This is most apparent in proposals to lift the requirement to build to the zero carbon standard on small schemes. Barely a week after the roundtable took place, the Conservatives used their annual party conference to extend this easing to homes for first-time buyers.

Baggett defended the proposed small sites relaxation on the grounds that it would benefit smaller housebuilders by providing them with the breathing space they needed to get up to speed with the regulations.

Celotex zero carbon

The HBF’s Mitchell agreed: “The small builder will be hit harder by new regulations because he doesn’t have three to four years of developable land and he doesn’t benefit from the bulk discounts of the larger developers.”

Stewart Dalgarno, director of product development at Stewart Milne Homes, suspected that larger housebuilders could use the relaxation as a ploy to get round the 2016 standard. “The definition of small sites is one that bigger boys can use by building a 300 homes site in chunks of 30,” he said.

Bergin could see no technical justifications for exempting small sites. “It’s not as if carbon compliance has much to do with the scale of the development. In my experience, smaller developers tend to build to higher standards than bigger developers because they are targeting groups of people in the local community who will probably want higher performance,” he said.

Applying different standards in the market place would just sow confusion, he warned. “The scenario of having developments on sale on the same street at 2010 and 2016, or even 2002 regulations, is baffling for consumers.”

Twinn’s response to this conundrum was to scrap the legislative framework governing zero carbon housing. He said: “We [the industry] are better at making judgments for what is effective about the future of our industry.”

Adams didn’t go that far but suggested that regulation was a second best solution to persuading consumers to buy into the concept because they value the energy bill savings it leads to.

However prospective purchasers are a long way from this point. Rob Warren, Celotex head of technical, said: “The market is driven by the end consumer and they are still choosing on the basis of bathrooms and kitchens and location: until that changes … it’s going to be really hard to change things.”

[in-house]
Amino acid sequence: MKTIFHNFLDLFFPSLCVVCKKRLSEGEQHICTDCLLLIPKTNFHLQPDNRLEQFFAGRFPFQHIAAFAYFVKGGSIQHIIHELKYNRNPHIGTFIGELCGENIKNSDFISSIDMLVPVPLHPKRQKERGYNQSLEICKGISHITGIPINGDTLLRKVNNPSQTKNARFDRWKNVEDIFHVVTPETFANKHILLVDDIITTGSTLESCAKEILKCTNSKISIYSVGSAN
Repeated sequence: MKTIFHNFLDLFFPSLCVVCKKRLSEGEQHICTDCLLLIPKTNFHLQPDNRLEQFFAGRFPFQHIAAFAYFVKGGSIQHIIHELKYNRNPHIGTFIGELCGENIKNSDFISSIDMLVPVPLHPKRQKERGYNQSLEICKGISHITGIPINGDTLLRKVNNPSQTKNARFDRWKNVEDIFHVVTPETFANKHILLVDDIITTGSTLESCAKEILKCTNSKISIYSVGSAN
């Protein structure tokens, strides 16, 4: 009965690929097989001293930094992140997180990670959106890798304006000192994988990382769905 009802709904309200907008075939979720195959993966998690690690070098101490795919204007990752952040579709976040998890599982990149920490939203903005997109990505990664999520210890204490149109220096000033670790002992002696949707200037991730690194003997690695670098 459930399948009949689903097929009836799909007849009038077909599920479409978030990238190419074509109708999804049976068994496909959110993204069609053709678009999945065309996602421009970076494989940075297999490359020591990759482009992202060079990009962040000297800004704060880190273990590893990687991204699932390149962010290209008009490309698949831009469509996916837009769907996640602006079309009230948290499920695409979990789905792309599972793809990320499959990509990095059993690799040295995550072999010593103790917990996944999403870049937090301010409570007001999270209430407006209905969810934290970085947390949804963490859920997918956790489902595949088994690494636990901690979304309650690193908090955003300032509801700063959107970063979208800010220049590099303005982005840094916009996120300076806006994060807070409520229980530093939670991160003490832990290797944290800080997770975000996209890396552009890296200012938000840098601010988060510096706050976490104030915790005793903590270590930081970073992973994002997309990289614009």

Once consumers understood the value of low carbon emissions though, Bergin said that developers could charge extra for features like adding solar photo-voltaic cells on the roof.

Celotex zero carbon

One way of crystallising these benefits is to link them to financial incentives. Just the day before the roundtable took place, the House of Commons Energy and Climate select committee had recommended giving householders council tax discounts in return for measures to improve their properties’ energy efficiency.

Adam said nudge mechanisms like this could help push people to adopt zero carbon technologies.

Dalgarno agreed: “That council tax discount has a value that creates market traction.”

Despite the slow progress on the zero carbon framework, Twinn said the industry should recognise the strides it had made on minimising emissions.

“To have got this far so fast is an incredible reflection on what this industry is able to do. We are very good in the UK at navel gazing and kicking ourselves when we are ahead of the game.”

Nevertheless, he warned that easing up on the zero carbon drive could store up problems for later when the homes being built today may need to be refurbished to meet more exacting emissions standards. He said: “We are building in a legacy of existing stock which is arguably more difficult to upgrade.”

Roundtable speakers

  • Rory Bergin, HTA Architects, partner, Sustainable Futures
  • David Adams, technical director, Willmott Dixon
  • Dave Mitchell, technical director, House Builders Federation
  • Richard Stockholm, operations manager, NHBC
  • Ross Holleron, director, Zero Carbon Hub Associate
  • Barry Turner, director of technical policy, LABC
  • Cliff Fudge, technical director, H+H UK
  • Austin Baggett, managing director, National Energy Services
  • Stewart Dalgarno, director of product development, Stewart Milne Homes
  • Chris Twinn, founder & CEO, TwinnSustainabilityInnovation
  • Rob Warren, head of technical, Celotex
  • Brian Andreas, Consultant, Saint Gobain
  • Tom Lane, BD editor, Building & Ecobuild group technical editor